So far it has been just an exchange of positive statements, but the frequency nevertheless indicates that a certain trend is emerging. This could lead to intensive talks and possibly to improvement of bilateral ties. The timing is interesting. The results of the second Nagorno-Karabakh war served as a catalyzer. Though heavily defeated by Azerbaijan, Armenia sees the need to act beyond the historical grievances it holds against Turkey and be generally more pragmatic in foreign ties. In Yerevan’s calculation, the improvement of relations with Ankara could deprive Baku of some advantages. Surely, Azerbaijan-Turkey alliance will remain untouched, but the momentum behind it could decrease if Armenia establishes better relations with Turkey. The latter might not be as strongly inclined to push against Armenia as it has done so far, and specifically during the second Nagorno-Karabakh war. The willingness to improve the bilateral relations has been persistently expressed by Ankara over the past years. Perhaps the biggest effort was made in 2009 when the Zurich Protocols were signed leading to a brief thaw in bilateral relations. Though eventually unsuccessful (on March 1, 2018, Armenia announced the cancellation of the protocols), Ankara has often stressed the need of improvement of ties with Yerevan without demanding preconditions.
Beyond the potential establishment of diplomatic relations, the reopening of the two countries’ border, closed from early 1990s because of the Nagorno-Karabakh conflict and Turkey’s solidarity with and military and economic support for Azerbaijan, could also be a part of the arrangement. The opening of the 300 km border running along the Armenian regions of Shirak, Aragatsotn, Armavir, and Ararat could be a game-changer. The opening up of the border is essentially an opening of the entire South Caucasus region. The move would provide Armenia with a new market for its products and businesses. In the longer term it would allow the country to diversify its economy, lessen dependence on Russia and the fragile route which goes through Georgia. The reliance on the Georgian territory could be partially substituted by Azerbaijan-Armenia-Turkey route, though it should be also stressed that the Armenia transit would need considerable time to become fully operational.
Economic and connectivity diversification equals the diminution of Russian influence in the South Caucasus. In other words, the closed borders have always constituted the basis of Russian power in the region as most roads and railways have a northward direction. For Turkey an open border with Armenia is also beneficial as it would allow a freer connection with Azerbaijan. Improving the regional links is a cornerstone of Turkey’s position in the South Caucasus. In a way, the country has acted as a major disruptor. Through its military and active economic presence Turkey opens new railways and roads, thus steadily decreasing Russian geopolitical leverage over the South Caucasus.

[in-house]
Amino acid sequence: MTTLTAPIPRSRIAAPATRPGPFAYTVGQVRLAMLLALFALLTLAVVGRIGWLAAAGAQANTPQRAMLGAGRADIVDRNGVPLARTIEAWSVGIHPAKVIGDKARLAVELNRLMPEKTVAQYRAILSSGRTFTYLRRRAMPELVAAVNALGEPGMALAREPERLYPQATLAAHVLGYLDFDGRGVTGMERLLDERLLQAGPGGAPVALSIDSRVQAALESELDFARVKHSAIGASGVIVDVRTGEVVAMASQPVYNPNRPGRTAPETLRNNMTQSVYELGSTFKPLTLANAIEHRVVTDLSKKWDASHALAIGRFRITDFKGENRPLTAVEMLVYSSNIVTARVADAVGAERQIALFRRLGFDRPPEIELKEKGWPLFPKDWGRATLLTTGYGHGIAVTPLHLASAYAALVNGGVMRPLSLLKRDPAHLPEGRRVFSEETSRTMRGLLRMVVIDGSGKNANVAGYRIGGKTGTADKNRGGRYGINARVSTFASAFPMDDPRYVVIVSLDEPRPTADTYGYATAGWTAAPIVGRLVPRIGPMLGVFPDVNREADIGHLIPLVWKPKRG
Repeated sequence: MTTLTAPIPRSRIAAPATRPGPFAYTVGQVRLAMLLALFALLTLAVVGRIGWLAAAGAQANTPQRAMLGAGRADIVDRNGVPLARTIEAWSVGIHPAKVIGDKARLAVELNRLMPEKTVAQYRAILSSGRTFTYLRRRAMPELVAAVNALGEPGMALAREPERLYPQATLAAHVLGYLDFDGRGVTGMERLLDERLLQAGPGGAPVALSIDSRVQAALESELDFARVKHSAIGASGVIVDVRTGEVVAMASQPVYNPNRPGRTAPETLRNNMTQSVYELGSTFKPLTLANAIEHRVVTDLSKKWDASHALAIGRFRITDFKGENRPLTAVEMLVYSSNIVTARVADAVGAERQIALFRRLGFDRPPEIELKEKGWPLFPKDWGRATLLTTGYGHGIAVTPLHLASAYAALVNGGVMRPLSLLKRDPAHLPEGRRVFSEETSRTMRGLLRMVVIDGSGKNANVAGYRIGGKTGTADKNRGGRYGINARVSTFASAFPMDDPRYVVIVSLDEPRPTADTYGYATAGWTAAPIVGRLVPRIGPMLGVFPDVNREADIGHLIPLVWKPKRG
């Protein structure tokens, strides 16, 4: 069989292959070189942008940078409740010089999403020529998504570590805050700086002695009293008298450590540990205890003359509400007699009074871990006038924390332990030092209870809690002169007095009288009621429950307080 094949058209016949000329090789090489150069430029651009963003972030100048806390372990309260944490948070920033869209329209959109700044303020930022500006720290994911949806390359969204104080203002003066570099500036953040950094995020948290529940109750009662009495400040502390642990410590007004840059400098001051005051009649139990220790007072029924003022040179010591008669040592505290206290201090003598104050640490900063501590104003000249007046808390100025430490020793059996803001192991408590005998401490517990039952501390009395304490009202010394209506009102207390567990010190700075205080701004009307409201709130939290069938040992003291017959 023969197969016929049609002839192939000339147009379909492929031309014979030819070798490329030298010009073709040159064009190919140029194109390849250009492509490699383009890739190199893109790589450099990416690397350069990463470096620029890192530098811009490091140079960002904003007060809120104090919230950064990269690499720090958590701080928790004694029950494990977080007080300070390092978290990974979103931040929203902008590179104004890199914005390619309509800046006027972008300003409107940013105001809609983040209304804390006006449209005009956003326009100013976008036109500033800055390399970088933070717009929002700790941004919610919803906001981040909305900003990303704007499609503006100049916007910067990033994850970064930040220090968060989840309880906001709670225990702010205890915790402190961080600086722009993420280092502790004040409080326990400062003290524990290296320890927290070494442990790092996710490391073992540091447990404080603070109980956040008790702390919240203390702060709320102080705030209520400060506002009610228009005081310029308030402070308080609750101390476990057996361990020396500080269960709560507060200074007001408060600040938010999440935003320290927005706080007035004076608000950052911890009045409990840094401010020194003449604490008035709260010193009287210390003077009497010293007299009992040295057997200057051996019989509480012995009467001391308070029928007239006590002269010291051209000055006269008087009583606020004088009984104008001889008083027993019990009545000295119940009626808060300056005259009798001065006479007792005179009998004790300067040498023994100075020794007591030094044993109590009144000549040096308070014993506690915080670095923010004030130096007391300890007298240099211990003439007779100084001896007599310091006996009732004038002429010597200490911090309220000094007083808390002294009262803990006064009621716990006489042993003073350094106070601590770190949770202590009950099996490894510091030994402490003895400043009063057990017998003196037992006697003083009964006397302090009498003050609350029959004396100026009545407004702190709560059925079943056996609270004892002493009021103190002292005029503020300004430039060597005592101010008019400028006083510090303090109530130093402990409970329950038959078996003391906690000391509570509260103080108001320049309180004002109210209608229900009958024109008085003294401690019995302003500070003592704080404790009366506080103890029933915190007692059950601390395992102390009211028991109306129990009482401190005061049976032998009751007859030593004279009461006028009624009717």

As mentioned, both Ankara and Yerevan will benefit from potential rapprochement. It is natural to suggest that the potential improvement between Turkey and Armenia, Russia’s trustful ally, would not be possible without Moscow’s blessing. Russia expressed readiness to help Armenia and Turkey normalize their relations, saying that would boost peace and stability in the region. “Now too we are ready to assist in a rapprochement between the two neighboring states based on mutual respect and consideration of each other’s interests,” the Russian Foreign Ministry spokeswoman, Maria Zakharova, said. Yet, it is not entirely clear how the normalization would suit Russia’s interests. One possibility is that the Armenia-Turkey connection would allow Russia to have a direct land link with Turkey via Azerbaijan and Armenia. However, here too the benefits are doubtful. The route is long and will likely remain unreliable. For Russia trade with Turkey via the Black Sea will remain a primary route.
Presenting a positive picture in the South Caucasus could however be a misrepresentation of real developments on the ground. The Armenian-Turkish rapprochement is far from being guaranteed because of ingrained distrust between the two sides. Moreover, there is also the Azerbaijani factor. Baku will try to influence Ankara’s thinking lest the rapprochement goes against Azerbaijan’s interests. Moreover, as argued above, Russia too might not be entirely interested in the border opening. This makes the potential process of normalization fraught with numerous problems which could continuously undermine rapport improvement.
Thus, realism drives Turkish policy toward Armenia. Ankara needs better connections to the South Caucasus. Reliance on the Georgian transit route is critical, but diversification is no less important. The results of the Second Nagorno-Karabakh war present Turkey and Armenia with an opportunity to pursue the improvement of bilateral ties. Yet, the normalization could be under pressure from external players and deep running mutual distrust. Moreover, the two sides will need to walk a tightrope as a potential blowback from nationalist forces in Turkey and Armenia can complicate the process.
Author’s note: first published in caucasuswatch
Tighter Ties with China Signal Ukraine’s Multi-Vector Foreign Policy
Ukraine is eager to cut deals with China as it confronts the West’s moves to allay Russian concerns. Whether Kyiv’s moves are a sign of a larger foreign policy adjustment or just a bluff aimed to mitigate faltering ties with the EU and the US, they could beget big consequences.
On June 30, Ukraine touted an agreement with China, which proposes revamping the country’s decrepit infrastructure. The decision comes following a US-German resolution to finish the Nord Stream 2 pipeline, despite longstanding concerns of Kyiv and other CEE nations. Yet, perhaps the biggest motivation was the growing unwillingness in the West to advance Ukraine’s NATO/EU aspirations.